Derealisation & Freud’s Uncanny experience

In everyday life, the Uncanny tends to be linked with a sense of unreality that is characterised by a shift in the subject’s self-image, a perception of the self as ‘the other’, an alienation from one’s identity and sense of self, as well as from the nature of reality. Freud points out two sources for the uncanny phenomenon: the uncanny that is generated by repressed infantile feelings and the uncanny that emerges from the resurrection of resolved primitive convictions (such as omnipotence of thought, cancelling the gap of repressed desires, magical thinking, or the return of the dead). In any case, the effect is that your perception of the world around you during such moments becomes less familiar. In clinical terms, this aligns with the characteristics and symptoms of Derealisation and Depersonalisation disorders, which are associated with an uncanny feeling that reality is dreamlike, artificial, or Matrix-like, or respectively, that your sense of self is unreal, you are a character in a film, feeling either robotic, like an external observer of your thoughts and emotions, or the object of an external gaze. The intersection between uncanny modes of thought and the conditions of depersonalisation and derealisation can be reflected through aspects like automatism and strangeness, the blurred line between dream or fantasy and reality, as well as feelings of déjà vu.

The split in one’s identity that happens as part of dissociative disorders is based on the idea that the human psyche constitutes a mix of conscious and unconscious processes. This split is experienced through an uncanny detachment between one’s self (the self that possesses meta-awareness) and one’s cognitive processes. Freud’s uncanny experience on the Acropolis is often referred to when it comes to the experience of derealisation.

He analyses his paradoxical emotional response in a letter, noting its oddness:

`So all this really does exist, just as we learnt! By the evidence of my senses, I am now standing on the Acropolis, only I don’t believe it.”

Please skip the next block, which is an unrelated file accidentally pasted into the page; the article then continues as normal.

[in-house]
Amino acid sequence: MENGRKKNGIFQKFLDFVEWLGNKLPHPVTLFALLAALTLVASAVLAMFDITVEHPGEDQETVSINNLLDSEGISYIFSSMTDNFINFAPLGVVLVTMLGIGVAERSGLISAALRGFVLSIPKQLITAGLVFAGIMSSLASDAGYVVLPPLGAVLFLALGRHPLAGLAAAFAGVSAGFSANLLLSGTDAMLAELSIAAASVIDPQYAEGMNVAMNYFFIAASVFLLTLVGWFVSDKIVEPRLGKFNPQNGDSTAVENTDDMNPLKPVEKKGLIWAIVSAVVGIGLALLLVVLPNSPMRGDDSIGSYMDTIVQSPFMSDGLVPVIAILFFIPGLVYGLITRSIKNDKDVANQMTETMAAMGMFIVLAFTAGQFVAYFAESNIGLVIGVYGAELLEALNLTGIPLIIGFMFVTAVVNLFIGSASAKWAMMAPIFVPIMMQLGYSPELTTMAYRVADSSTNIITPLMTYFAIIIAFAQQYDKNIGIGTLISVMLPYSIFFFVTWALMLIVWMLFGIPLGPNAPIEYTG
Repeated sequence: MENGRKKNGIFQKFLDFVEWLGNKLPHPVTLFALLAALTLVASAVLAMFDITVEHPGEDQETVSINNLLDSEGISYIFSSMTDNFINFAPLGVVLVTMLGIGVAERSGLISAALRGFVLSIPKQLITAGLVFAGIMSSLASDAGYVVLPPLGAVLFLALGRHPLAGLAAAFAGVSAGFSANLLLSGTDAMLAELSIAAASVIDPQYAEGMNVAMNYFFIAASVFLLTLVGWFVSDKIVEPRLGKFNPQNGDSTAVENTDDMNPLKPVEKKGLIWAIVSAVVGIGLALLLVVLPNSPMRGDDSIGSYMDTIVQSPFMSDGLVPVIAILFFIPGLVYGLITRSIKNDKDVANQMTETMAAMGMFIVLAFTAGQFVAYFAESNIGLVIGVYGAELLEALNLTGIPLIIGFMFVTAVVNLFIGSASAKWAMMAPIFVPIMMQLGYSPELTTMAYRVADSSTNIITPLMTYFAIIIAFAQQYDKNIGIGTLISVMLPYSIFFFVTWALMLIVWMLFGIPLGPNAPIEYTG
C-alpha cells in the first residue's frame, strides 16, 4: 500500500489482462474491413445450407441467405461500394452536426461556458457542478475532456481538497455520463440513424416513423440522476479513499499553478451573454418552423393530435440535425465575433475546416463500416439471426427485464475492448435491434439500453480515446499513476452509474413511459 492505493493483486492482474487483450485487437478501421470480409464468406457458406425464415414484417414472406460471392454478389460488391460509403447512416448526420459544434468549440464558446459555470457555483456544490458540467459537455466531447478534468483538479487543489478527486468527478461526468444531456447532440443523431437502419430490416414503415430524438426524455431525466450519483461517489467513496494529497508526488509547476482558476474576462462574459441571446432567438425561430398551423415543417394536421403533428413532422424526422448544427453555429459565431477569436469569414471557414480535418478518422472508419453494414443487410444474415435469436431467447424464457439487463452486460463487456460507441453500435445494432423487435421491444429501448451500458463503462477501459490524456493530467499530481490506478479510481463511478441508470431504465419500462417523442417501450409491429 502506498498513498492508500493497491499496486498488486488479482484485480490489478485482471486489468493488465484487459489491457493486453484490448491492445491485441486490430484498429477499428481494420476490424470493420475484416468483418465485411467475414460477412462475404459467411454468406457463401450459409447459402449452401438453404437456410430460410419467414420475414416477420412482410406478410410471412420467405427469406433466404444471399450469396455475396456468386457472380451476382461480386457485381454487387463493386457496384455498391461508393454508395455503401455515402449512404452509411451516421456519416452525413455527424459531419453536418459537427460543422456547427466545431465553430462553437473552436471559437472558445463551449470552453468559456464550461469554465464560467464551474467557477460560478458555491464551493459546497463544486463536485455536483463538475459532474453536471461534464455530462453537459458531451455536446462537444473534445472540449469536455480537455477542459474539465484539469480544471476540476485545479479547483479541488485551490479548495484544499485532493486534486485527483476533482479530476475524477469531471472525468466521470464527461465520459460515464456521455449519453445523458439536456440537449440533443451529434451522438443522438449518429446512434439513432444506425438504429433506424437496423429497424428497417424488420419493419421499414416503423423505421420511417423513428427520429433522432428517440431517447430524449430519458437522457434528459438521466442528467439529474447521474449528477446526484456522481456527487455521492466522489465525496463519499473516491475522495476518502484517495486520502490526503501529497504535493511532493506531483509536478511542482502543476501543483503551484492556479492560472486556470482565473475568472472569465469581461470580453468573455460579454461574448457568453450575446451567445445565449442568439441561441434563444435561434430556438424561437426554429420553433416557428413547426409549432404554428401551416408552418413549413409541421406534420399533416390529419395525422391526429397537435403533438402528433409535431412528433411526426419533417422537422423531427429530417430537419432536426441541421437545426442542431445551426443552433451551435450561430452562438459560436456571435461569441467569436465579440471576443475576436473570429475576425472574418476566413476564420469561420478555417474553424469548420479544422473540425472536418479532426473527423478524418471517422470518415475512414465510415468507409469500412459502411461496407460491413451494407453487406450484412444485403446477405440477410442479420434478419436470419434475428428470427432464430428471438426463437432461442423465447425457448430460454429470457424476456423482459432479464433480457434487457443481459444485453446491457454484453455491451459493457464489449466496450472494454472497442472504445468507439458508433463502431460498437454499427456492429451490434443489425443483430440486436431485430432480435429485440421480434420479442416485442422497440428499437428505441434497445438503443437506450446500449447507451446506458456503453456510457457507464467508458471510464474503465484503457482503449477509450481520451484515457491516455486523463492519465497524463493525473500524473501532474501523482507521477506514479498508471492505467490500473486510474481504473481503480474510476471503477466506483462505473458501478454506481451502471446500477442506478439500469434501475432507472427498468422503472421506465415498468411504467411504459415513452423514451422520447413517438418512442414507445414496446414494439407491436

In his letter titled “A Disturbance of Memory on the Acropolis”, he also writes:

“I managed to write a short analysis of ‘a feeling of alienation’ which overcame me on the Acropolis in Athens in 1904, something very intimate. When, finally, on the afternoon after our arrival, I stood on the Acropolis and cast my eyes around upon the landscape, a surprising thought suddenly entered my mind: “So all this really does exist, just as we learnt at school!” To describe the situation more accurately, the person who gave expression to the remark was divided, far more sharply than was usually noticeable, from another person who took cognizance of the remark; and both were astonished, though not by the same thing. The first behaved as though he were obliged, under the impact of an unequivocal observation, to believe in something the reality of which had hitherto seemed doubtful. If I may make a slight exaggeration, it was as if someone, walking beside Loch Ness, suddenly caught sight of the form of the famous Monster stranded upon the shore and found himself driven to the admission: “So it really does exist – the sea-serpent we’ve never believed in!” The second person, on the other hand, was justifiably astonished, because he had been unaware that the real existence of Athens, the Acropolis, and the landscape around it had ever been objects of doubt. What he had been expecting was rather some expression of delight or admiration.”